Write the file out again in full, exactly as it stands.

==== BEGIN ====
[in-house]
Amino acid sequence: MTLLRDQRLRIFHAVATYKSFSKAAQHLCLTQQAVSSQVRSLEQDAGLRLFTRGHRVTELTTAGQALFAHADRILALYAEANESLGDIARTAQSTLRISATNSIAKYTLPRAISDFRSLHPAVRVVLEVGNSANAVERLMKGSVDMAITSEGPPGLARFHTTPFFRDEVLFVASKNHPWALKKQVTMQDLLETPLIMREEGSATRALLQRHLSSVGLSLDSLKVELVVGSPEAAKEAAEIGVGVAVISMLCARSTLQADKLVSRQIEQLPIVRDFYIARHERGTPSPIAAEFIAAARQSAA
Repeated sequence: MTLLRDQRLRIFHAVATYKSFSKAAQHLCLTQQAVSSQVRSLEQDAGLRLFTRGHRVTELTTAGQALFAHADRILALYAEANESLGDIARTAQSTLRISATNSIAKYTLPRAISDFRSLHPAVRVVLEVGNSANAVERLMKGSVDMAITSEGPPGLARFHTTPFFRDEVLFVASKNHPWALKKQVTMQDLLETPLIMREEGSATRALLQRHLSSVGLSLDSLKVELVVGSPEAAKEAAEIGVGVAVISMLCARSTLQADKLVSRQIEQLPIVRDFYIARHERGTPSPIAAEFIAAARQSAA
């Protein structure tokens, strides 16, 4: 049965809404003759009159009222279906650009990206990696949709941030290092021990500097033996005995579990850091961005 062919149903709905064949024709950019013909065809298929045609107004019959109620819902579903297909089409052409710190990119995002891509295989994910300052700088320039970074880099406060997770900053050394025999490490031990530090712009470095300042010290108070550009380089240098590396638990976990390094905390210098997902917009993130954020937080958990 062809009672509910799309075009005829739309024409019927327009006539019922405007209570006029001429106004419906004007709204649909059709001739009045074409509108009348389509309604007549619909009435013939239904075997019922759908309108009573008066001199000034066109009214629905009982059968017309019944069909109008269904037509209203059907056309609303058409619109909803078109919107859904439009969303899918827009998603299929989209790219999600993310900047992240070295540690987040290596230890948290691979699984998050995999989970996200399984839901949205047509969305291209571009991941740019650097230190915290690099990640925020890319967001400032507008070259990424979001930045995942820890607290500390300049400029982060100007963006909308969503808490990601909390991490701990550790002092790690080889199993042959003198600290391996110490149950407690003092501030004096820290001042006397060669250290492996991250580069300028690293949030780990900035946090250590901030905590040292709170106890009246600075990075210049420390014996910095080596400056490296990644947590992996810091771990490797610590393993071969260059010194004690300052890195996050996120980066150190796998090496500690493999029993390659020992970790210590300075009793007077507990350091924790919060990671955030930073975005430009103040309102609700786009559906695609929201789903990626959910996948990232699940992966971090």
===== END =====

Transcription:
[in-house]
Amino acid sequence: MTLLRDQRLRIFHAVATYKSFSKAAQHLCLTQQAVSSQVRSLEQDAGLRLFTRGHRVTELTTAGQALFAHADRILALYAEANESLGDIARTAQSTLRISATNSIAKYTLPRAISDFRSLHPAVRVVLEVGNSANAVERLMKGSVDMAITSEGPPGLARFHTTPFFRDEVLFVASKNHPWALKKQVTMQDLLETPLIMREEGSATRALLQRHLSSVGLSLDSLKVELVVGSPEAAKEAAEIGVGVAVISMLCARSTLQADKLVSRQIEQLPIVRDFYIARHERGTPSPIAAEFIAAARQSAA
Repeated sequence: MTLLRDQRLRIFHAVATYKSFSKAAQHLCLTQQAVSSQVRSLEQDAGLRLFTRGHRVTELTTAGQALFAHADRILALYAEANESLGDIARTAQSTLRISATNSIAKYTLPRAISDFRSLHPAVRVVLEVGNSANAVERLMKGSVDMAITSEGPPGLARFHTTPFFRDEVLFVASKNHPWALKKQVTMQDLLETPLIMREEGSATRALLQRHLSSVGLSLDSLKVELVVGSPEAAKEAAEIGVGVAVISMLCARSTLQADKLVSRQIEQLPIVRDFYIARHERGTPSPIAAEFIAAARQSAA
């Protein structure tokens, strides 16, 4: 049965809404003759009159009222279906650009990206990696949709941030290092021990500097033996005995579990850091961005 062919149903709905064949024709950019013909065809298929045609107004019959109620819902579903297909089409052409710190990119995002891509295989994910300052700088320039970074880099406060997770900053050394025999490490031990530090712009470095300042010290108070550009380089240098590396638990976990390094905390210098997902917009993130954020937080958990 062809009672509910799309075009005829739309024409019927327009006539019922405007209570006029001429106004419906004007709204649909059709001739009045074409509108009348389509309604007549619909009435013939239904075997019922759908309108009573008066001199000034066109009214629905009982059968017309019944069909109008269904037509209203059907056309609303058409619109909803078109919107859904439009969303899918827009998603299929989209790219999600993310900047992240070295540690987040290596230890948290691979699984998050995999989970996200399984839901949205047509969305291209571009991941740019650097230190915290690099990640925020890319967001400032507008070259990424979001930045995942820890607290500390300049400029982060100007963006909308969503808490990601909390991490701990550790002092790690080889199993042959003198600290391996110490149950407690003092501030004096820290001042006397060669250290492996991250580069300028690293949030780990900035946090250590901030905590040292709170106890009246600075990075210049420390014996910095080596400056490296990644947590992996810091771990490797610590393993071969260059010194004690300052890195996050996120980066150190796998090496500690493999029993390659020992970790210590300075009793007077507990350091924790919060990671955030930073975005430009103040309102609700786009559906695609929201789903990626959910996948990232699940992966971090």